After rallying on Friday, GoPro shares took a dive on Monday following a big downgrade from analysts at Bank of America Merrill Lynch. The action camera maker reported such an atrocious third quarter on Thursday that it halted trading on its shares before releasing the results. Now the holiday shopping quarter becomes even more important for GoPro as it attempts to keep the boat afloat.

GoPro

GoPro downgraded to Underperform

In a report dated Nov. 7, BAML analyst Jason Mitchell said he downgraded GoPro two notches from Buy to Underperform and slashed his price objective from $17 to $10 per share. He noted that the company said manufacturing problems prevented it from supplying enough Hero5 Black cameras in the third quarter. What’s even worse is that the same problems will likely keep GoPro from being able to fill its inventory channels in the fourth quarter.

The company launched its Hero5 cameras on Oct. 2, although the quarter it just reported ended on Sept. 30. Mitchell warns that the manufacturing problems not only meant that GoPro wasn’t able to ship enough new cameras in time for the launch date but could also mean that its holiday sales are at risk. He feels that the botched launch will shake the confidence of fans, investors and retailers in the company and is now projecting camera unit sales of 2 million to 2.1 million in the fourth quarter, which would be about flat with last year.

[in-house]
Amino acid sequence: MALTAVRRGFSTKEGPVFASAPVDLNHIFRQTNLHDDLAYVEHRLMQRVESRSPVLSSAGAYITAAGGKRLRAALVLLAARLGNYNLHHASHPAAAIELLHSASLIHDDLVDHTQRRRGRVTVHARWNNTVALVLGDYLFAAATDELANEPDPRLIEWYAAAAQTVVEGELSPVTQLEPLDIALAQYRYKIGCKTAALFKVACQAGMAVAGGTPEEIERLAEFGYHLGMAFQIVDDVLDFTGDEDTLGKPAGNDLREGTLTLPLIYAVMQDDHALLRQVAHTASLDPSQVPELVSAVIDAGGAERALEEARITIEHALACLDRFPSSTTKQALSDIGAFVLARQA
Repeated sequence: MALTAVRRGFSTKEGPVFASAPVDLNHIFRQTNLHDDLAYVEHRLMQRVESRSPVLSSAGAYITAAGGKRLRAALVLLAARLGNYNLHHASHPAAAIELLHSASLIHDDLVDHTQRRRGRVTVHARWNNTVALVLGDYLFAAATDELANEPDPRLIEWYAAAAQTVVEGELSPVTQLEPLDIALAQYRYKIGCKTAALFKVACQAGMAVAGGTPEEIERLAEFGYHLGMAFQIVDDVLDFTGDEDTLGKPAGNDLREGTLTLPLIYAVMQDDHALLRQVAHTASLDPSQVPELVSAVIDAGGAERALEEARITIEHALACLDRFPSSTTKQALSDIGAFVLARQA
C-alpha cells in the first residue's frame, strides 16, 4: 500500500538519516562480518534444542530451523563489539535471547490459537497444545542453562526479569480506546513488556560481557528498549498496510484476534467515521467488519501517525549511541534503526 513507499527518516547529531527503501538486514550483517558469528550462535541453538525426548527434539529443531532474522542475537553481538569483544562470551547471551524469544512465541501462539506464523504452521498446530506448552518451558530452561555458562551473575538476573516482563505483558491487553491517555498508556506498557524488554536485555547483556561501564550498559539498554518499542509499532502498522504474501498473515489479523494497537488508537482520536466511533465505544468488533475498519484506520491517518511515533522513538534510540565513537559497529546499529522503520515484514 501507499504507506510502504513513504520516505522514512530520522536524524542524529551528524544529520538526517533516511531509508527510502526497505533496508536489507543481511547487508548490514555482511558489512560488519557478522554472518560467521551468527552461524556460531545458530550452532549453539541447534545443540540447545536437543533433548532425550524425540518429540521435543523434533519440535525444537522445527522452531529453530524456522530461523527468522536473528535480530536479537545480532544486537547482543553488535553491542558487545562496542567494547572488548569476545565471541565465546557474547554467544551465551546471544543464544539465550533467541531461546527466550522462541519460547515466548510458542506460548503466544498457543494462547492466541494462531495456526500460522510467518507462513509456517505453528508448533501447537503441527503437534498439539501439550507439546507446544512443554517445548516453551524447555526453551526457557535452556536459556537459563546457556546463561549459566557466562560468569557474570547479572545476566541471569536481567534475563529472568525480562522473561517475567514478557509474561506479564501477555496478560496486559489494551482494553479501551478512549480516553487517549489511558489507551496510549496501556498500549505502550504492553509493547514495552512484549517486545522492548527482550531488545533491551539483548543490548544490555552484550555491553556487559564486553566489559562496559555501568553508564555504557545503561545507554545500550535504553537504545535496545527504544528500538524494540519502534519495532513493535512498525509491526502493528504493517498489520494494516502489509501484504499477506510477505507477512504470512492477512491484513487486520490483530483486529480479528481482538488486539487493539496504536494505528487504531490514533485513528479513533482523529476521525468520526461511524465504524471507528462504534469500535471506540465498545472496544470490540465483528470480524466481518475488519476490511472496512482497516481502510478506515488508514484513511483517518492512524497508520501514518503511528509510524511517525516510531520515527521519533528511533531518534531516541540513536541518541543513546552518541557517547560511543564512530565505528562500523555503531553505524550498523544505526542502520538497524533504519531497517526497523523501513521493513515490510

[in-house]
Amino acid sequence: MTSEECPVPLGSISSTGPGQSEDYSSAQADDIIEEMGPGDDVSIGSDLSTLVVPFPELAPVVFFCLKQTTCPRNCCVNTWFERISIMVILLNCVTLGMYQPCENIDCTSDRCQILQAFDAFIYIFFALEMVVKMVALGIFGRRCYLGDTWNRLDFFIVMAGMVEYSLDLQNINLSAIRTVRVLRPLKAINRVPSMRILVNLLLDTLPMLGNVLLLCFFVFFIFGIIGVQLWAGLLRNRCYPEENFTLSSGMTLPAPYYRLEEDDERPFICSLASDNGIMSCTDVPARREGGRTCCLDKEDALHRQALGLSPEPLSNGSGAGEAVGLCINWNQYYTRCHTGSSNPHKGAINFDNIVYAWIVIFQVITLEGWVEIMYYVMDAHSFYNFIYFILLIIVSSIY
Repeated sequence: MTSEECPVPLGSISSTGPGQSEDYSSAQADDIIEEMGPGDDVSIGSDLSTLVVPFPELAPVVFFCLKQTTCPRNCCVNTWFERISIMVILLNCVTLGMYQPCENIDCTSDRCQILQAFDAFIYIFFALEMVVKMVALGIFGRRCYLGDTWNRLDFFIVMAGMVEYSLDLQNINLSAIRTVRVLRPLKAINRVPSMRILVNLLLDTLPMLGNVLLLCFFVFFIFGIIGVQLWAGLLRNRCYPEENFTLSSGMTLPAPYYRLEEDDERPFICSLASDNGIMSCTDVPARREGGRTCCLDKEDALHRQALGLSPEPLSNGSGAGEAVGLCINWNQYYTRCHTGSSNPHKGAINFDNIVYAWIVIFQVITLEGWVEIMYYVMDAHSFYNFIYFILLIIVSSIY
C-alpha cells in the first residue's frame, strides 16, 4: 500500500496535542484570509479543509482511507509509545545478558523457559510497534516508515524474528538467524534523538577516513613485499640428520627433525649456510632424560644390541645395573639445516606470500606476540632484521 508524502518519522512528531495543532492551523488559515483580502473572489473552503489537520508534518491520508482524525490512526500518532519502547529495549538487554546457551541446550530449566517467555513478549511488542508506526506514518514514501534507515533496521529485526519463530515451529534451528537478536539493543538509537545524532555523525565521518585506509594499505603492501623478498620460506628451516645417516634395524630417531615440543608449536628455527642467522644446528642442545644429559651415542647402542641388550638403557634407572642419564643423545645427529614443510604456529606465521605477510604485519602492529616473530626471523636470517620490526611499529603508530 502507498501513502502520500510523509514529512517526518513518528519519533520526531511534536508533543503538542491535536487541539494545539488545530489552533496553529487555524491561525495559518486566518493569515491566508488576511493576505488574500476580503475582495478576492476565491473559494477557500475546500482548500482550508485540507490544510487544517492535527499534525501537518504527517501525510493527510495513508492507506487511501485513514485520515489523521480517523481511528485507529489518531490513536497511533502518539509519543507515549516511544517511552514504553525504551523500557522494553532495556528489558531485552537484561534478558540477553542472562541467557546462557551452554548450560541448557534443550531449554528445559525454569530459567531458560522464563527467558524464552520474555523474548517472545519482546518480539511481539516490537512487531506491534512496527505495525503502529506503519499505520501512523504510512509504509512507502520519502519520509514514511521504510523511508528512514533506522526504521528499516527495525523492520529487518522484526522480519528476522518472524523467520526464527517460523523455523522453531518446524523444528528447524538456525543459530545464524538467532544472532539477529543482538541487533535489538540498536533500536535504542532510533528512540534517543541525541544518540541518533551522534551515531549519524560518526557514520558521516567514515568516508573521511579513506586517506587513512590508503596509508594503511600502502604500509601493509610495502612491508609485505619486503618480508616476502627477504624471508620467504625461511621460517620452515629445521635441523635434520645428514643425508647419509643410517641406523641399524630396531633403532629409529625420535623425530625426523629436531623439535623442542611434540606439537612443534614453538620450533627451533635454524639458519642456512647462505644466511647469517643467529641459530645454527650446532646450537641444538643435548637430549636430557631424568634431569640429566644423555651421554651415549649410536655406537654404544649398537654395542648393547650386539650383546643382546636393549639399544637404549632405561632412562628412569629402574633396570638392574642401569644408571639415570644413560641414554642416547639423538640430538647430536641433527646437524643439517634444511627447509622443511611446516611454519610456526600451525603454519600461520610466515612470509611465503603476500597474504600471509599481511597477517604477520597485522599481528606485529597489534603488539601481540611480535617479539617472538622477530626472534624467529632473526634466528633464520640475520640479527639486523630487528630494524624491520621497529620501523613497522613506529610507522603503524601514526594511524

GoPro’s guidance at risk

The analyst believes investors will be skeptical about whether the company can grow its unit sales in the long term even though it has greatly expanded its distribution. He said that in order to turn sentiment around, the company must execute well and show that it can grow unit numbers beyond where they were in fiscal 2014. He noted also that management’s outlook still implies that the holiday shopping quarter will bring in about half of fiscal 2016’s revenue, so he believes investors will see risk to this guidance “and likely keep GoPro in the penalty box until the focus switches to cost cutting and new products in FY17.”

FBN Securities analyst Shebly Seyrafi noted that the camera expects to grow its sales by a double-digit percentage in fiscal 2017 and be profitable but also warned that the company’s “embedded guide” looks far lower than what the Street was expecting. He reiterated his Sector Perform rating but slashed his price target for GoPro from $15 to $11 per share in a note dated Nov. 4.

The company guided for between $600 million and $650 million in sales for the fourth quarter and non-GAAP earnings of 25 cents to 35 cents per share.

Looking past supply constraints

Wedbush analyst Nick McKay reiterated his Outperform rating but cut his price target for GoPro from $17.50 to $12 per share in a note dated Nov. 4. He seems to think that the features of the Hero5 cameras and Karma drone are compelling enough and that the company’s brand is strong enough that they will overcome the early supply constraints.

He noted that demand for the new products seems to be “brisk” despite the constrained supply. He attributes this to pent-up demand because it’s been two years since the company released new high-end cameras. Originally, the company released new flagship cameras every year.

Shares of GoPro stock slumped by as much as 5.71% to $10.52 during regular trading hours on Monday.

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